This is a very Chinese-looking puzzle box, with dragon icons on the end tiles, dragon pictures on the front and back and Chinese numerals from 1 to 5 on the lid tiles. The lid tiles have to be moved in a certain order, that doesn’t follow the numbers, to release the end tiles. These have to be moved three times each to release the sliding lid. The box has a false bottom, that can only be removed when the lid is off. The end tiles have to be moved again to free this false bottom, to reveal a secret compartment big enough to hold unfolded banknotes. Not too hard to make. Size of the box is 3-3/14” high by 4” wide by 8” long, if made from 1/8” wood, but the plans are T-Plans, allowing you to make this box at any size.
A puzzle box with an outer moving panel on each face. Each outer panel, or tile, has a nice little picture of a Celtic Knot. But none of these panels will move, so how do you open this box? Some puzzle boxes have "secret" sliders, and some boxes have outer moving panels, one of which will always move at first, to start the opening sequence. This box has both sliders and outer tiles. Since the tiles won't move, you'll have to find the slider that will start the opening sequence. The decoration on this box is designed to pretty well hide the sliders. It takes only ten moves to open, if you know the way to open this box. There is quite a bit of very precise cutting involved in making this. The size of this box is 3" by 3" by 2-1/4", if made from 1/8" wood. The plans are T-Plans, allowing you to make this at any size.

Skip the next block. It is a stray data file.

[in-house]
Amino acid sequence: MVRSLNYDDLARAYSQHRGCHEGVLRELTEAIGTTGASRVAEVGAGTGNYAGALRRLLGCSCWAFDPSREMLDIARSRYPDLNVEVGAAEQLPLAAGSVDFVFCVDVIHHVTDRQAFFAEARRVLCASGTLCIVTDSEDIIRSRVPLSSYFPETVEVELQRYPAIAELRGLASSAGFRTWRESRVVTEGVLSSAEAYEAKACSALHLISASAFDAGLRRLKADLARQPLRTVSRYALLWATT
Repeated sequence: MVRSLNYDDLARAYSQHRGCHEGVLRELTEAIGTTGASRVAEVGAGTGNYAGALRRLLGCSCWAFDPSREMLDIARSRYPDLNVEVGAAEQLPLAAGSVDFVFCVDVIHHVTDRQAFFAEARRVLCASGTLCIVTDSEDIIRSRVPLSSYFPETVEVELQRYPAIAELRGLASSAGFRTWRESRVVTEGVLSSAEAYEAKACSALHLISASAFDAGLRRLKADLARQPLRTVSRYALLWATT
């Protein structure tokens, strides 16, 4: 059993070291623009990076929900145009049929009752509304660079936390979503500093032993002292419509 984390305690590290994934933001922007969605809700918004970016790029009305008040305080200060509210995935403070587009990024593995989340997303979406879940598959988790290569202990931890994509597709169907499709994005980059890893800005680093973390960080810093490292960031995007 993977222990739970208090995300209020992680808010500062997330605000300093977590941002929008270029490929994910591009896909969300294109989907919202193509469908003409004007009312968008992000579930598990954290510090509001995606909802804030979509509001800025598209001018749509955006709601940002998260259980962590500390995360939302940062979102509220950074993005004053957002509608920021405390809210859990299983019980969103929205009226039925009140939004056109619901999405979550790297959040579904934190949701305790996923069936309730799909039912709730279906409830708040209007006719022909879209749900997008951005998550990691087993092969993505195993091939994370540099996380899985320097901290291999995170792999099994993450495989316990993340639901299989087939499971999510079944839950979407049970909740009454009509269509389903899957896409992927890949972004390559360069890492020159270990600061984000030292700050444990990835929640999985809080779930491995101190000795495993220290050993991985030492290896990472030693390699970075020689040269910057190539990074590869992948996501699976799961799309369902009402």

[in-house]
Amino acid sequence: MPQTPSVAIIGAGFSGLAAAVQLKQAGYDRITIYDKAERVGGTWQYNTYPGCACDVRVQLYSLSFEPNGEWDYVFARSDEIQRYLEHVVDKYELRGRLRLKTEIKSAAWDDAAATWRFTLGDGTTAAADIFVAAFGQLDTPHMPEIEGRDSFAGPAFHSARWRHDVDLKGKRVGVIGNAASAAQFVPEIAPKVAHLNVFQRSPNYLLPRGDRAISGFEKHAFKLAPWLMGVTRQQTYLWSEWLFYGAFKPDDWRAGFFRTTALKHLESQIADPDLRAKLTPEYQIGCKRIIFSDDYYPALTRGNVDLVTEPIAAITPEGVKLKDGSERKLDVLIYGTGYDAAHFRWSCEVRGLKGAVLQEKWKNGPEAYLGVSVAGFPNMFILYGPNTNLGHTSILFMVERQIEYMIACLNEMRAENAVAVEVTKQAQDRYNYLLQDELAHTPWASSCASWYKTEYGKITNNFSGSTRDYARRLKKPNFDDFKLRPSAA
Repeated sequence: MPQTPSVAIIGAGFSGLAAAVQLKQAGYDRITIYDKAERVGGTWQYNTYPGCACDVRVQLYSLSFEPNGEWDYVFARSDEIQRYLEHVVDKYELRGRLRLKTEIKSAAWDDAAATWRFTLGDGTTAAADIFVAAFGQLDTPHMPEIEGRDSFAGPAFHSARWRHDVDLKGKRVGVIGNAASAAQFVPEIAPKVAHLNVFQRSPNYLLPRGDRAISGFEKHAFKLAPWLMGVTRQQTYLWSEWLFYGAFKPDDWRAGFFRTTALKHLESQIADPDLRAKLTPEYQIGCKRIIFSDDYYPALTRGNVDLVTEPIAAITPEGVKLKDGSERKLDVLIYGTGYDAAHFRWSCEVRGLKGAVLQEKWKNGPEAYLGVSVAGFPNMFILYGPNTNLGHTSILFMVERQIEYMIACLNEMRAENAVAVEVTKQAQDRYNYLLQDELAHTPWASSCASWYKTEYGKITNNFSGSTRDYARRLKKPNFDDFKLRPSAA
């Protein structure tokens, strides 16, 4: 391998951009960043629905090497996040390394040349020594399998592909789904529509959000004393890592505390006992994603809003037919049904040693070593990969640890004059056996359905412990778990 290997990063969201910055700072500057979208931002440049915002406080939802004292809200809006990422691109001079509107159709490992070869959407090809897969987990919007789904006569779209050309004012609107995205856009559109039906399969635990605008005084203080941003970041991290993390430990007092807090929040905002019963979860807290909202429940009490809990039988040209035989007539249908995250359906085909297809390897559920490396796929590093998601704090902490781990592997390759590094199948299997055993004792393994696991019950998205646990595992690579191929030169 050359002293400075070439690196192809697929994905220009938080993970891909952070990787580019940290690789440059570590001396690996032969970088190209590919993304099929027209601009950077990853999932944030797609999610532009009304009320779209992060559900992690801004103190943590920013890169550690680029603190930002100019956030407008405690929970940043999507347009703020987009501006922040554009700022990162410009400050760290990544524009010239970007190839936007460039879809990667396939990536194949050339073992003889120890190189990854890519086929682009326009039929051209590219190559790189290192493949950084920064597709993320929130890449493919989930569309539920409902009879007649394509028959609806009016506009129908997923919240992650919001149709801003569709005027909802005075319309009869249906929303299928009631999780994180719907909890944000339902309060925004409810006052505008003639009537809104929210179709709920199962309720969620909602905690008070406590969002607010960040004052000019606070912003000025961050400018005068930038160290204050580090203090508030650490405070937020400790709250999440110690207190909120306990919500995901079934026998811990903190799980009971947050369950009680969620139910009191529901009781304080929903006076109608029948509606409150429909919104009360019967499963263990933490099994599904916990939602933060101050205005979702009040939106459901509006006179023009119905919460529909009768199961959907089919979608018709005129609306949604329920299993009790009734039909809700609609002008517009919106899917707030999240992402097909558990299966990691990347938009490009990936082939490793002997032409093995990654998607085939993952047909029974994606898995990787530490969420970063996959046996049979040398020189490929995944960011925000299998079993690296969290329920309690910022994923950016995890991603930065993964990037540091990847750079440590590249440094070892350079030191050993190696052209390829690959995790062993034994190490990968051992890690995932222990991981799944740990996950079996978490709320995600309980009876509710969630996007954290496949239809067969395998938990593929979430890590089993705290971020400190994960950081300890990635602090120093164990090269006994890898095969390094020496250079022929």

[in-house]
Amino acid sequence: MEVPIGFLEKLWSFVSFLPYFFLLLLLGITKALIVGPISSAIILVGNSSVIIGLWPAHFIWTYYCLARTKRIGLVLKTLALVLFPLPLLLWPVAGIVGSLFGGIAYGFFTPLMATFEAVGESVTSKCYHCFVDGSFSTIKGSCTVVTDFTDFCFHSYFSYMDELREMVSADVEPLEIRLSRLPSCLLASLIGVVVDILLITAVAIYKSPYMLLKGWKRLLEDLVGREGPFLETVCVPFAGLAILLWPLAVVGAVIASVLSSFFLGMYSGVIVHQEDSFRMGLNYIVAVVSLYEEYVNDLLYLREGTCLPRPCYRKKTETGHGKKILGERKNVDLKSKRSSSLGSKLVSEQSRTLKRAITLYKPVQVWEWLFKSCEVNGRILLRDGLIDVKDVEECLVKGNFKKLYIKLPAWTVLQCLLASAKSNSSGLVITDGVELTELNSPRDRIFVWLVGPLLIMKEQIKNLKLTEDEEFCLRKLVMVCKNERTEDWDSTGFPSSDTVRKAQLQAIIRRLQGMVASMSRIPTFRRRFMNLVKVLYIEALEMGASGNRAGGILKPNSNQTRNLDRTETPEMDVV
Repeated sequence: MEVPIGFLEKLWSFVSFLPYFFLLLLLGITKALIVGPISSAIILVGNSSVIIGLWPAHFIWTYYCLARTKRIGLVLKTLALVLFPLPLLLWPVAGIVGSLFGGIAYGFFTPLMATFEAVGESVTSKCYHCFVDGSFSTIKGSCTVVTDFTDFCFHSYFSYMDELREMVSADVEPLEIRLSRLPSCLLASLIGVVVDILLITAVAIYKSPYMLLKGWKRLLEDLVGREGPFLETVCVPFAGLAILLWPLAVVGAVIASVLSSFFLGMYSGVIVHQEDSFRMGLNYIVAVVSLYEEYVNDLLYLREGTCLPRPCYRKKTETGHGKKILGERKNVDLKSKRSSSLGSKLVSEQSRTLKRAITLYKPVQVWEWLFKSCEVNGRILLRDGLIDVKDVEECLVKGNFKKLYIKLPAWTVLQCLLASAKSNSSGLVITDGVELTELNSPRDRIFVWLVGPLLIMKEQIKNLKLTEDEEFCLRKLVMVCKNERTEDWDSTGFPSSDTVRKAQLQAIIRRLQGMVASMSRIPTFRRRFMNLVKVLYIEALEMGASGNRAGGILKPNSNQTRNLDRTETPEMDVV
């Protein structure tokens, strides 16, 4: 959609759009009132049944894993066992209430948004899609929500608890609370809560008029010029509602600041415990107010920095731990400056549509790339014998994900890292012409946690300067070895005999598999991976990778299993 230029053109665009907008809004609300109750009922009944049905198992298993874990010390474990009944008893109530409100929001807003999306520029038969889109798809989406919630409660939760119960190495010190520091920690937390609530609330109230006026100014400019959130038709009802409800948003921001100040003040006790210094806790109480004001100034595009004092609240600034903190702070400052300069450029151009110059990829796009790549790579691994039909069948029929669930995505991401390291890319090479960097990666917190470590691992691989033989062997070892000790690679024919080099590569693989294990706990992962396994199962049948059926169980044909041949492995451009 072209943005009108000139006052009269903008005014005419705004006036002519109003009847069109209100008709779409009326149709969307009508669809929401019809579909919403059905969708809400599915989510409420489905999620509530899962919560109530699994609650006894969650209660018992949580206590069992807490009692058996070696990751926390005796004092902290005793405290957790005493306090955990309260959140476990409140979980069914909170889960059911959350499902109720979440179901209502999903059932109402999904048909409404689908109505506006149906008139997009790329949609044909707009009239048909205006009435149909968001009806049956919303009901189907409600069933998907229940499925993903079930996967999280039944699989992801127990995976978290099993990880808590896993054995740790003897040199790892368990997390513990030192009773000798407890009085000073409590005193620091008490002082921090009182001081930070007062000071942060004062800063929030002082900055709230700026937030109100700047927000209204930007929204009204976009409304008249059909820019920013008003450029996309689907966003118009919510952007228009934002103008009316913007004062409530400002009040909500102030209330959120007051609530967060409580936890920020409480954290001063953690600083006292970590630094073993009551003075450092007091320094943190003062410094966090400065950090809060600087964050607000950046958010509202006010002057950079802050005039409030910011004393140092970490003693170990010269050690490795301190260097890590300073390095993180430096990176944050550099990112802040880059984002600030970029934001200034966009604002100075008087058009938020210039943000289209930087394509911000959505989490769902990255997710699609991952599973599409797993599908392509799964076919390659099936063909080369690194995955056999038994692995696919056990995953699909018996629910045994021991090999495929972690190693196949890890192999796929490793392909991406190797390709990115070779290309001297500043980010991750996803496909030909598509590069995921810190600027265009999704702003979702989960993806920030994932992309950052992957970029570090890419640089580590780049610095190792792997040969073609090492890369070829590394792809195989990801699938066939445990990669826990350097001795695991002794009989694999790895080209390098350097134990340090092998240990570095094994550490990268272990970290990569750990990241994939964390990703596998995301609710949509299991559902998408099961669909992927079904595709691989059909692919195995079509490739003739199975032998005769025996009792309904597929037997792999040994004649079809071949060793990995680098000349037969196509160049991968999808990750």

This box is also available as a kit from: BHPenLaser